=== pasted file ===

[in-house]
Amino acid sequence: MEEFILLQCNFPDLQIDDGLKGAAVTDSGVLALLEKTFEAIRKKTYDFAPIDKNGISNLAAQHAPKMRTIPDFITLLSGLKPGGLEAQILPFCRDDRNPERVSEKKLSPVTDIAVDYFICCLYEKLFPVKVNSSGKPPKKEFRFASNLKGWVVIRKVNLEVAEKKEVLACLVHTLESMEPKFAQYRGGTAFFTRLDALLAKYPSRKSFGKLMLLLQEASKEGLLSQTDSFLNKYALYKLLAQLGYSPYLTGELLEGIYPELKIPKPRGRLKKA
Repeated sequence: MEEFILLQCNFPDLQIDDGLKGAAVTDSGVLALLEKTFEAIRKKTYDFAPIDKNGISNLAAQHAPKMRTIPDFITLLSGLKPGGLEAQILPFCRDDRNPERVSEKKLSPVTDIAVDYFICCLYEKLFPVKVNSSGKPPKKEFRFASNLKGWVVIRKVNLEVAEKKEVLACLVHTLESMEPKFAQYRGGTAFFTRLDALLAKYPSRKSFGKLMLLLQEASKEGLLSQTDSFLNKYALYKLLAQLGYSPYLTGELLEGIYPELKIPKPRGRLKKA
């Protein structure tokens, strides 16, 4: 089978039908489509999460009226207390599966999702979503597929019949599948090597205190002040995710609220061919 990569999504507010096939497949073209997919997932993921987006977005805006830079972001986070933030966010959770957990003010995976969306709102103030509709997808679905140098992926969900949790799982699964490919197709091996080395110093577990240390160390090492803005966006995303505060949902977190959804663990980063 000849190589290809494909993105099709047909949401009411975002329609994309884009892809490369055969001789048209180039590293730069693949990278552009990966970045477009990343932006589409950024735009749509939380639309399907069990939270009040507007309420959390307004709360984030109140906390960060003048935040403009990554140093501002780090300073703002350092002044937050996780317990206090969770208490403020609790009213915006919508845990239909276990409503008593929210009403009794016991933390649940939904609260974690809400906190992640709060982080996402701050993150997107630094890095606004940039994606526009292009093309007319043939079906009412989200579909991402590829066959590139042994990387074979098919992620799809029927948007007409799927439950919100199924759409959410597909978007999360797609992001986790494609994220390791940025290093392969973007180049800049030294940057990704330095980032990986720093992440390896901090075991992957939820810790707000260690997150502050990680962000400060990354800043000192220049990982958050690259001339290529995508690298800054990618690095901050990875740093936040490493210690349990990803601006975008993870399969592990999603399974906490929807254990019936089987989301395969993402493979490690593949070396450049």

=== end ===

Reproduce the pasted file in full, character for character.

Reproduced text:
[in-house]
Amino acid sequence: MEEFILLQCNFPDLQIDDGLKGAAVTDSGVLALLEKTFEAIRKKTYDFAPIDKNGISNLAAQHAPKMRTIPDFITLLSGLKPGGLEAQILPFCRDDRNPERVSEKKLSPVTDIAVDYFICCLYEKLFPVKVNSSGKPPKKEFRFASNLKGWVVIRKVNLEVAEKKEVLACLVHTLESMEPKFAQYRGGTAFFTRLDALLAKYPSRKSFGKLMLLLQEASKEGLLSQTDSFLNKYALYKLLAQLGYSPYLTGELLEGIYPELKIPKPRGRLKKA
Repeated sequence: MEEFILLQCNFPDLQIDDGLKGAAVTDSGVLALLEKTFEAIRKKTYDFAPIDKNGISNLAAQHAPKMRTIPDFITLLSGLKPGGLEAQILPFCRDDRNPERVSEKKLSPVTDIAVDYFICCLYEKLFPVKVNSSGKPPKKEFRFASNLKGWVVIRKVNLEVAEKKEVLACLVHTLESMEPKFAQYRGGTAFFTRLDALLAKYPSRKSFGKLMLLLQEASKEGLLSQTDSFLNKYALYKLLAQLGYSPYLTGELLEGIYPELKIPKPRGRLKKA
């Protein structure tokens, strides 16, 4: 089978039908489509999460009226207390599966999702979503597929019949599948090597205190002040995710609220061919 990569999504507010096939497949073209997919997932993921987006977005805006830079972001986070933030966010959770957990003010995976969306709102103030509709997808679905140098992926969900949790799982699964490919197709091996080395110093577990240390160390090492803005966006995303505060949902977190959804663990980063 000849190589290809494909993105099709047909949401009411975002329609994309884009892809490369055969001789048209180039590293730069693949990278552009990966970045477009990343932006589409950024735009749509939380639309399907069990939270009040507007309420959390307004709360984030109140906390960060003048935040403009990554140093501002780090300073703002350092002044937050996780317990206090969770208490403020609790009213915006919508845990239909276990409503008593929210009403009794016991933390649940939904609260974690809400906190992640709060982080996402701050993150997107630094890095606004940039994606526009292009093309007319043939079906009412989200579909991402590829066959590139042994990387074979098919992620799809029927948007007409799927439950919100199924759409959410597909978007999360797609992001986790494609994220390791940025290093392969973007180049800049030294940057990704330095980032990986720093992440390896901090075991992957939820810790707000260690997150502050990680962000400060990354800043000192220049990982958050690259001339290529995508690298800054990618690095901050990875740093936040490493210690349990990803601006975008993870399969592990999603399974906490929807254990019936089987989301395969993402493979490690593949070396450049």